Hurts - Heaven, London

The smoke filling Heaven tonight almost makes it near impossible to see the silhouettes responsible for causing the fevered levels of anticipation under the arches. Middle-aged men bustle for shoulder space with teenage girls, both equally as charged for the appearance of their heroes. Showcasing new material to a crowd filled with your nearest and dearest can be equally daunting and comforting, and the crowd are on tenterhooks to see the next chapter hype-fuelled indie duo Hurts will write.

Forthcoming album Exile stands up on its own two from the off, the title track making a bold statement as an opener. Casting away any shadows of doubt caused by the magnitude of their debut album, 'Exile' is a storming introduction to their sophomore offering. The bass drowns out the rumbling of trains passing through Charing Cross station overhead; Theo Hutchcraft fills the cavernous railway arch with his towering figure. Cutting a shape in a full length coat, and keeping his hood firmly up for at least the first five minutes, he is every inch the frontman - a ringleader to the masses clamouring at the tiny space by his feet.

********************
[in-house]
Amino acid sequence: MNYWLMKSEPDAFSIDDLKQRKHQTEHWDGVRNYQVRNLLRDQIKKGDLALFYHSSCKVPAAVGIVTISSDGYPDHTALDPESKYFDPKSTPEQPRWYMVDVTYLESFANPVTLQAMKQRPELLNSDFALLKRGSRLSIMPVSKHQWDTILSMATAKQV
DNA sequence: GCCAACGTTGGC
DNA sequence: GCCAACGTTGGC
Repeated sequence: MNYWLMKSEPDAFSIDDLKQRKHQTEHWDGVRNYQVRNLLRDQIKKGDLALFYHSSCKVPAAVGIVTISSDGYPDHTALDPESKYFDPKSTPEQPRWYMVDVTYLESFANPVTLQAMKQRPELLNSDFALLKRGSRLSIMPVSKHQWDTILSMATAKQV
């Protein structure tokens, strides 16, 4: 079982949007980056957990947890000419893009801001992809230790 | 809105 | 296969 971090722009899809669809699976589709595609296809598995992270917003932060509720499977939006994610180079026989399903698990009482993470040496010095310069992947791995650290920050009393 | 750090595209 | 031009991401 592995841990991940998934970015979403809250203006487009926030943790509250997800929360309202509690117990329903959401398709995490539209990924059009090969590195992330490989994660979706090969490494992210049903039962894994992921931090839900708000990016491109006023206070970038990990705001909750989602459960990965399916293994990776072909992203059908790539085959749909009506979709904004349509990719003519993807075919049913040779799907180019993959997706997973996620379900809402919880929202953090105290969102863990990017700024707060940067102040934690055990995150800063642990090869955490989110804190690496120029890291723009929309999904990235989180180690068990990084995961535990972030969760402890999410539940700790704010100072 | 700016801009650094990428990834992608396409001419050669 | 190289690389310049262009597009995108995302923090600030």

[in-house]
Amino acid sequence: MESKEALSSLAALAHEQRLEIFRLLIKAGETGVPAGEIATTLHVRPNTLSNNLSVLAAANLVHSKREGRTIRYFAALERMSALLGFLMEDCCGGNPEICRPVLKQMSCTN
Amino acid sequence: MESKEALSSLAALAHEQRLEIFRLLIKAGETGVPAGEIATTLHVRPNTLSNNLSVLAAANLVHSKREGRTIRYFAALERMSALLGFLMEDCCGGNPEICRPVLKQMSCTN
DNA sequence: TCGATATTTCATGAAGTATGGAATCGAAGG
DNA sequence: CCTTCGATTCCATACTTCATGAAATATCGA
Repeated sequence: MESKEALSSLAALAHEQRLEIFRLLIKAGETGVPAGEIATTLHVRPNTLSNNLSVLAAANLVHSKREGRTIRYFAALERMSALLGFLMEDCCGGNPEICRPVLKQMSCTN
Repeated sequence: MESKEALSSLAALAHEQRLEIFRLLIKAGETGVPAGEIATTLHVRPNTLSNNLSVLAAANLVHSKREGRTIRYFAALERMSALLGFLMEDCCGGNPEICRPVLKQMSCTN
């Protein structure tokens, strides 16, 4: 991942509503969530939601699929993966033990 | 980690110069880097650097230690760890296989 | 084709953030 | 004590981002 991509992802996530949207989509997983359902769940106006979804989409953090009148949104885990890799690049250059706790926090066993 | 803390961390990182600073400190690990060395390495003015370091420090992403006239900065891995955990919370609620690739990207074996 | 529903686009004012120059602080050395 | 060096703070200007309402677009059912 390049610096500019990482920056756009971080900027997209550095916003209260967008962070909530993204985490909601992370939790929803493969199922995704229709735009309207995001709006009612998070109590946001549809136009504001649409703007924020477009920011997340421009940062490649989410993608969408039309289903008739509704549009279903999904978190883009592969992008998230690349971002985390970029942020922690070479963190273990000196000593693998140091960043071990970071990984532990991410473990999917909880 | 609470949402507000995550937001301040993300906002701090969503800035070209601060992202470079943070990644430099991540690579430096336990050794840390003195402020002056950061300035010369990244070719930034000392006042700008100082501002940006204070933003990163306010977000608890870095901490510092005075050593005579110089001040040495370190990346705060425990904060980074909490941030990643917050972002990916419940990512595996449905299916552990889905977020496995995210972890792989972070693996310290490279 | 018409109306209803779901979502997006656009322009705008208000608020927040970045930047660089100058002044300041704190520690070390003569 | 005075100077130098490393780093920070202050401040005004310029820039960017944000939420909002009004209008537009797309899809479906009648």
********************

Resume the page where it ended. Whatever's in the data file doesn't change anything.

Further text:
With toes hanging off the stage, Hurts start building on the sound responsible for all that anticipation, which tips over to boiling point by the time fan favourite 'Wonderful Life' is aired. The understated vocal flows seamlessly into the synth-heavy sound - reaching equal ends of the spectrum with vulnerable, brooding tones soaring into anthemic choruses, backed by the incredibly passionate, vocal audience. To those unfamiliar, the New Wave influence is incredibly obvious, however Hurts also mix the elusiveness of Radiohead with the presence of Muse. The vastness of these comparisons only stands to prove the capabilities of the duo.

A grimy mixture of sweat and spilled drinks coat those lucky enough to be in here - this show could easily fill an arena, both in terms of demand and stage presence. This correspondent has previously made half-arsed efforts to catch Hurts from a distance during the festival season last year. Tonight is oh so different - the band have converted a passer-by into a proper fan.

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